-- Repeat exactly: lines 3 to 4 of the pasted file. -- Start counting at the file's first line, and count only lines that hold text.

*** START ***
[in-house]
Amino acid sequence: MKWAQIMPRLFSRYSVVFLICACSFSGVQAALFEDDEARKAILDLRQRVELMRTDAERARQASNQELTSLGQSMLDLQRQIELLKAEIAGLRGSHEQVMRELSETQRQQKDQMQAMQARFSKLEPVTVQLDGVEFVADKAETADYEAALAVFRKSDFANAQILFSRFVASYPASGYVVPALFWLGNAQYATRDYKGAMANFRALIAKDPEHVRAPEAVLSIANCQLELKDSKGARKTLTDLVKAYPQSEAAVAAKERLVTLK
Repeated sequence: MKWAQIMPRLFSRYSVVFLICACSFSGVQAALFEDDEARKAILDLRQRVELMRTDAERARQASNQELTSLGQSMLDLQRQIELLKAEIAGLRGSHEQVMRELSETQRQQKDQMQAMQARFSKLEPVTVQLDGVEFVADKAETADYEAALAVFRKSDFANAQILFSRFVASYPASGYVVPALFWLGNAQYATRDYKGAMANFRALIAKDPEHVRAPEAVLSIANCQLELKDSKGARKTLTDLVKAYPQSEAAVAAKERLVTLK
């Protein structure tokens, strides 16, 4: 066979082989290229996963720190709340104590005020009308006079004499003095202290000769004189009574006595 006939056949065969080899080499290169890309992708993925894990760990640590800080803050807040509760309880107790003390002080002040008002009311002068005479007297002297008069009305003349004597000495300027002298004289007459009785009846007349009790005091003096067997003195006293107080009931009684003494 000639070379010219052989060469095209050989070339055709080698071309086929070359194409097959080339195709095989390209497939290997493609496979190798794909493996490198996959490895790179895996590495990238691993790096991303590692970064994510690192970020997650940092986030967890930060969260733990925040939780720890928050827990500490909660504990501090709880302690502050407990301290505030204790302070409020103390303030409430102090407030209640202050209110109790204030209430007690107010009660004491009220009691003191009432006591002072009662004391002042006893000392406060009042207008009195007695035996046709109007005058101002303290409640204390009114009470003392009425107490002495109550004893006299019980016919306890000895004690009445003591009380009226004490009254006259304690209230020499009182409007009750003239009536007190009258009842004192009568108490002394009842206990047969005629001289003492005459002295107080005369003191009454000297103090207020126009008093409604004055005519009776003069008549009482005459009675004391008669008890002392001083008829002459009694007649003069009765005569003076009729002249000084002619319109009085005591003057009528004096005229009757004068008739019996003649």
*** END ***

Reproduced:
Repeated sequence: MKWAQIMPRLFSRYSVVFLICACSFSGVQAALFEDDEARKAILDLRQRVELMRTDAERARQASNQELTSLGQSMLDLQRQIELLKAEIAGLRGSHEQVMRELSETQRQQKDQMQAMQARFSKLEPVTVQLDGVEFVADKAETADYEAALAVFRKSDFANAQILFSRFVASYPASGYVVPALFWLGNAQYATRDYKGAMANFRALIAKDPEHVRAPEAVLSIANCQLELKDSKGARKTLTDLVKAYPQSEAAVAAKERLVTLK
């Protein structure tokens, strides 16, 4: 066979082989290229996963720190709340104590005020009308006079004499003095202290000769004189009574006595 006939056949065969080899080499290169890309992708993925894990760990640590800080803050807040509760309880107790003390002080002040008002009311002068005479007297002297008069009305003349004597000495300027002298004289007459009785009846007349009790005091003096067997003195006293107080009931009684003494 000639070379010219052989060469095209050989070339055709080698071309086929070359194409097959080339195709095989390209497939290997493609496979190798794909493996490198996959490895790179895996590495990238691993790096991303590692970064994510690192970020997650940092986030967890930060969260733990925040939780720890928050827990500490909660504990501090709880302690502050407990301290505030204790302070409020103390303030409430102090407030209640202050209110109790204030209430007690107010009660004491009220009691003191009432006591002072009662004391002042006893000392406060009042207008009195007695035996046709109007005058101002303290409640204390009114009470003392009425107490002495109550004893006299019980016919306890000895004690009445003591009380009226004490009254006259304690209230020499009182409007009750003239009536007190009258009842004192009568108490002394009842206990047969005629001289003492005459002295107080005369003191009454000297103090207020126009008093409604004055005519009776003069008549009482005459009675004391008669008890002392001083008829002459009694007649003069009765005569003076009729002249000084002619319109009085005591003057009528004096005229009757004068008739019996003649």